Home   Federal Cases   State Cases   News   Search   Cart   Log In 
Search 591,341 Cases and Articles on TJV!
Federal Case Categories

Remand to VA Does Not Get Vet Fees and Expenses

Gurley v. Peake, 528 F.3d 1322 (C.A. Fed., June 9, 2008)

Randolph Gurley served in the U.S. Army from 1972-1974. In 1980, he applied to the Regional Office of the Department of Veterans Affairs (“VA”) to receive a disability rating for a knee injury. In 1989, he was awarded a 10% disability rating. In 1994, Gurley attempted to receive an increased disability rating. Over the next ten years, the VA denied Gurley’s claim for an increase in disability rating. Gurley appealed to the Board of Veterans’ Appeals (“Board”), several times and the Board remanded to the VA for further consideration each time.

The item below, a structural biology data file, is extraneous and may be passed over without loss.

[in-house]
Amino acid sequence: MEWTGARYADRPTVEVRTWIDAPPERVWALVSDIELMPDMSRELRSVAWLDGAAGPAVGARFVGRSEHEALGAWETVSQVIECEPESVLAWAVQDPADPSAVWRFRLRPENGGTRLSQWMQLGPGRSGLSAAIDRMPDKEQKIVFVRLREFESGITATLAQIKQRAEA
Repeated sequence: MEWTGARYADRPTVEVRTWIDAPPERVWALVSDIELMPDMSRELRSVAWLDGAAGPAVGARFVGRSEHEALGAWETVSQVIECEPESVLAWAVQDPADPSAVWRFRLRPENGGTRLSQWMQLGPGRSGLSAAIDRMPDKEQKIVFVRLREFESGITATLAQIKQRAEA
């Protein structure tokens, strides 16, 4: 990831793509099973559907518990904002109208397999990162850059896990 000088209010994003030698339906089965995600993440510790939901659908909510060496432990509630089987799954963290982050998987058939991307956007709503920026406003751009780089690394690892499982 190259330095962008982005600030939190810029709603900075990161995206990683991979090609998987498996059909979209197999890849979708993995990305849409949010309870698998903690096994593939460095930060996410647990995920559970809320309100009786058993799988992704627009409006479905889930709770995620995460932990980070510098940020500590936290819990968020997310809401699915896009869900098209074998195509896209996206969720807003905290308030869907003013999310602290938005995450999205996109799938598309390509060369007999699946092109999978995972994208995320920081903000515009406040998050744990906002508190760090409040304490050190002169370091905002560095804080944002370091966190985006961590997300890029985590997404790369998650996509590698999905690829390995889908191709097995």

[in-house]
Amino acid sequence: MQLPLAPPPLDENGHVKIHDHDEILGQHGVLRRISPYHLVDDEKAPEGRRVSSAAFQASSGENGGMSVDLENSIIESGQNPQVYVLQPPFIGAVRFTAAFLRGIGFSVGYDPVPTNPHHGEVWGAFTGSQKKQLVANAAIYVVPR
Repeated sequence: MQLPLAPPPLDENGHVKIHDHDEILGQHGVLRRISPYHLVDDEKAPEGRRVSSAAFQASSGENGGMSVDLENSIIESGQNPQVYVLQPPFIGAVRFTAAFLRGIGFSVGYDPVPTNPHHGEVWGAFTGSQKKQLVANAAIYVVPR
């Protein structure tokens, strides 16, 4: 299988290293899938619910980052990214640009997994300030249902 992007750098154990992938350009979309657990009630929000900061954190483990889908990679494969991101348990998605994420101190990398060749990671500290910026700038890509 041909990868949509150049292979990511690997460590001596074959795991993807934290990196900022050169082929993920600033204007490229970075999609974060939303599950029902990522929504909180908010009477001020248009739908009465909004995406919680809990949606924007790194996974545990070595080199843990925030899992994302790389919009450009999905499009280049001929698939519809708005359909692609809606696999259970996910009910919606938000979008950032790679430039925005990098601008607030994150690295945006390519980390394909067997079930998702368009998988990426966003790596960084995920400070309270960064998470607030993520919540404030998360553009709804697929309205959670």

On June 25, 2004, the Board increased Gurley’s disability rating from 10% to 20% but rejected his argument that he deserved a higher rating. In that same opinion, the Board also addressed some related claims of Gurley including a claim for service connection for a psychiatric disability that he claimed was incurred during hospitalization for his knee. Gurley had also made a claim for a total disability rating due to unemployability due to service-connection disability (“TDIU”). The Board did not make a decision on the merits for the two additional claims but remanded them to the VA.